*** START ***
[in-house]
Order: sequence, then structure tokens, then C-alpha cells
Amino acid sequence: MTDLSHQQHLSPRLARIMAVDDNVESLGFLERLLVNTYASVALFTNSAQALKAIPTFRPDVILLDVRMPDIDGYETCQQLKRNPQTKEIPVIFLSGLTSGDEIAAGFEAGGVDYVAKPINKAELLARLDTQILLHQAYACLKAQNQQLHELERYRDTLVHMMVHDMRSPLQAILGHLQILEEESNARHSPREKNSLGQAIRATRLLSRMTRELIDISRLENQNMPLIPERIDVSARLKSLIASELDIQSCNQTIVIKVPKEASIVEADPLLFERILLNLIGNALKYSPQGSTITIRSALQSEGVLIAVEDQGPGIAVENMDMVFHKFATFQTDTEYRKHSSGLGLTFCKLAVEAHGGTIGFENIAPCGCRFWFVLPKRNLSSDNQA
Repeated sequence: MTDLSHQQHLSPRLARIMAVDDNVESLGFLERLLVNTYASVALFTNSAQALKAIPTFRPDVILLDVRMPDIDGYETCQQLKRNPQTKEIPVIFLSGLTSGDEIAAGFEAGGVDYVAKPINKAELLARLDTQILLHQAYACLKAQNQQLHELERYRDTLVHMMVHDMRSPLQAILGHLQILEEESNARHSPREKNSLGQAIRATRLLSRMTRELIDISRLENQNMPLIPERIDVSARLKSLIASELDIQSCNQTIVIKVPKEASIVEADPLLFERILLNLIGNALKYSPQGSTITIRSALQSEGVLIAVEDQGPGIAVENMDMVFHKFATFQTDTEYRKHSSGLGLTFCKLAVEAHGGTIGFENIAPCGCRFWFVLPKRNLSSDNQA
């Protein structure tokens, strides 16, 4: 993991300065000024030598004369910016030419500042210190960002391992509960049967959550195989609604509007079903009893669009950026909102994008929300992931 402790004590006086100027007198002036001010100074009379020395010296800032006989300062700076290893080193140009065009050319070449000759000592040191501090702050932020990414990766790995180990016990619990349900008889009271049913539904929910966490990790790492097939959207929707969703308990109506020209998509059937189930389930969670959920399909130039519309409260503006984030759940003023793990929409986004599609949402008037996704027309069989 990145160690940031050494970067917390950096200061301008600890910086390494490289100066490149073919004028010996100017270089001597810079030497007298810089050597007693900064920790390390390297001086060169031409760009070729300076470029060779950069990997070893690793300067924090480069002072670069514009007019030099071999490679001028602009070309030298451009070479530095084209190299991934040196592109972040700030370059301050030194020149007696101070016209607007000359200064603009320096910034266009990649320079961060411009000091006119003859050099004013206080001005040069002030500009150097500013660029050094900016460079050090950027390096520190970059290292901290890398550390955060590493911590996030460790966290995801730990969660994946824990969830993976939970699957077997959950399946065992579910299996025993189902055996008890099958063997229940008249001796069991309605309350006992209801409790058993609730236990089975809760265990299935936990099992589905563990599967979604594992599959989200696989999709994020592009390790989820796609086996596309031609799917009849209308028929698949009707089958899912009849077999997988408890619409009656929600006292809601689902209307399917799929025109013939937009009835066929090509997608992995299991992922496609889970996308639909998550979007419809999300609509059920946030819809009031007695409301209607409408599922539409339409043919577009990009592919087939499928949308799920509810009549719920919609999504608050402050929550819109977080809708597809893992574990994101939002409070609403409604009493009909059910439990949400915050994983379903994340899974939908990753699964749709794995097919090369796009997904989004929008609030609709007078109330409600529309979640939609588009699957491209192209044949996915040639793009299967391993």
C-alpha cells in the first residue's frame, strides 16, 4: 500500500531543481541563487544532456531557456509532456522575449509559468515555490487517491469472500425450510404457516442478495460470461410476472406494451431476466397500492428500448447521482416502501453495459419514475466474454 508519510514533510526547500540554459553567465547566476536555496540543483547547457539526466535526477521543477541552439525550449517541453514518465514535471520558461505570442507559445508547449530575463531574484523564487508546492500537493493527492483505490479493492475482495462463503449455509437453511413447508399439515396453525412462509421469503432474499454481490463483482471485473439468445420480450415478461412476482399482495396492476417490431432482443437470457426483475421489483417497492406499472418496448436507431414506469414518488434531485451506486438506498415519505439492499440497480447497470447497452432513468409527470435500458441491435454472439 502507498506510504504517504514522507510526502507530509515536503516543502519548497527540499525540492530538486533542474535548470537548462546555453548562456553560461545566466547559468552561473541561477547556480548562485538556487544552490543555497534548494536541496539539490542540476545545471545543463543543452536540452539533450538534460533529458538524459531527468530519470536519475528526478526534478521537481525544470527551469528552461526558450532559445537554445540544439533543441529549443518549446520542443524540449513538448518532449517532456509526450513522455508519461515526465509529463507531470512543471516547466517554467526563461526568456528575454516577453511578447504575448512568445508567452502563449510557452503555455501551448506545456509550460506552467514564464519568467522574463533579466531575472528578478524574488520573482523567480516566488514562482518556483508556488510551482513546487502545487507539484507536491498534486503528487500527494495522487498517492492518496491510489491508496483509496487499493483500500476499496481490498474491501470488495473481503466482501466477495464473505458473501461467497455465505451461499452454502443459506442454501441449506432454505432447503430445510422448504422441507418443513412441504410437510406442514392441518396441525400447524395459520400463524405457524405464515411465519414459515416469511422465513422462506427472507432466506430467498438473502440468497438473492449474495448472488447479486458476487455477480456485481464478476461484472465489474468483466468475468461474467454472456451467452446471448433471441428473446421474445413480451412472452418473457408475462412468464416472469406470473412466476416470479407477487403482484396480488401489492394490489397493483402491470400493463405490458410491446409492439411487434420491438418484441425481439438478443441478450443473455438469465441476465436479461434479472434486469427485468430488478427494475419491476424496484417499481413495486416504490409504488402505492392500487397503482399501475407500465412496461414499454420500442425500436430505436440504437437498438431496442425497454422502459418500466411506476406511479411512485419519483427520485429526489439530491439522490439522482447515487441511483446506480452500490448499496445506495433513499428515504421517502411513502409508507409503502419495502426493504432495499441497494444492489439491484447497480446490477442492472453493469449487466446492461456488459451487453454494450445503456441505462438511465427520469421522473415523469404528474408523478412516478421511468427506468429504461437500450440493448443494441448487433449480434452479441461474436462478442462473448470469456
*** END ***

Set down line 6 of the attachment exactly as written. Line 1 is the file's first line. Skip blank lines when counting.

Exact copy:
C-alpha cells in the first residue's frame, strides 16, 4: 500500500531543481541563487544532456531557456509532456522575449509559468515555490487517491469472500425450510404457516442478495460470461410476472406494451431476466397500492428500448447521482416502501453495459419514475466474454 508519510514533510526547500540554459553567465547566476536555496540543483547547457539526466535526477521543477541552439525550449517541453514518465514535471520558461505570442507559445508547449530575463531574484523564487508546492500537493493527492483505490479493492475482495462463503449455509437453511413447508399439515396453525412462509421469503432474499454481490463483482471485473439468445420480450415478461412476482399482495396492476417490431432482443437470457426483475421489483417497492406499472418496448436507431414506469414518488434531485451506486438506498415519505439492499440497480447497470447497452432513468409527470435500458441491435454472439 502507498506510504504517504514522507510526502507530509515536503516543502519548497527540499525540492530538486533542474535548470537548462546555453548562456553560461545566466547559468552561473541561477547556480548562485538556487544552490543555497534548494536541496539539490542540476545545471545543463543543452536540452539533450538534460533529458538524459531527468530519470536519475528526478526534478521537481525544470527551469528552461526558450532559445537554445540544439533543441529549443518549446520542443524540449513538448518532449517532456509526450513522455508519461515526465509529463507531470512543471516547466517554467526563461526568456528575454516577453511578447504575448512568445508567452502563449510557452503555455501551448506545456509550460506552467514564464519568467522574463533579466531575472528578478524574488520573482523567480516566488514562482518556483508556488510551482513546487502545487507539484507536491498534486503528487500527494495522487498517492492518496491510489491508496483509496487499493483500500476499496481490498474491501470488495473481503466482501466477495464473505458473501461467497455465505451461499452454502443459506442454501441449506432454505432447503430445510422448504422441507418443513412441504410437510406442514392441518396441525400447524395459520400463524405457524405464515411465519414459515416469511422465513422462506427472507432466506430467498438473502440468497438473492449474495448472488447479486458476487455477480456485481464478476461484472465489474468483466468475468461474467454472456451467452446471448433471441428473446421474445413480451412472452418473457408475462412468464416472469406470473412466476416470479407477487403482484396480488401489492394490489397493483402491470400493463405490458410491446409492439411487434420491438418484441425481439438478443441478450443473455438469465441476465436479461434479472434486469427485468430488478427494475419491476424496484417499481413495486416504490409504488402505492392500487397503482399501475407500465412496461414499454420500442425500436430505436440504437437498438431496442425497454422502459418500466411506476406511479411512485419519483427520485429526489439530491439522490439522482447515487441511483446506480452500490448499496445506495433513499428515504421517502411513502409508507409503502419495502426493504432495499441497494444492489439491484447497480446490477442492472453493469449487466446492461456488459451487453454494450445503456441505462438511465427520469421522473415523469404528474408523478412516478421511468427506468429504461437500450440493448443494441448487433449480434452479441461474436462478442462473448470469456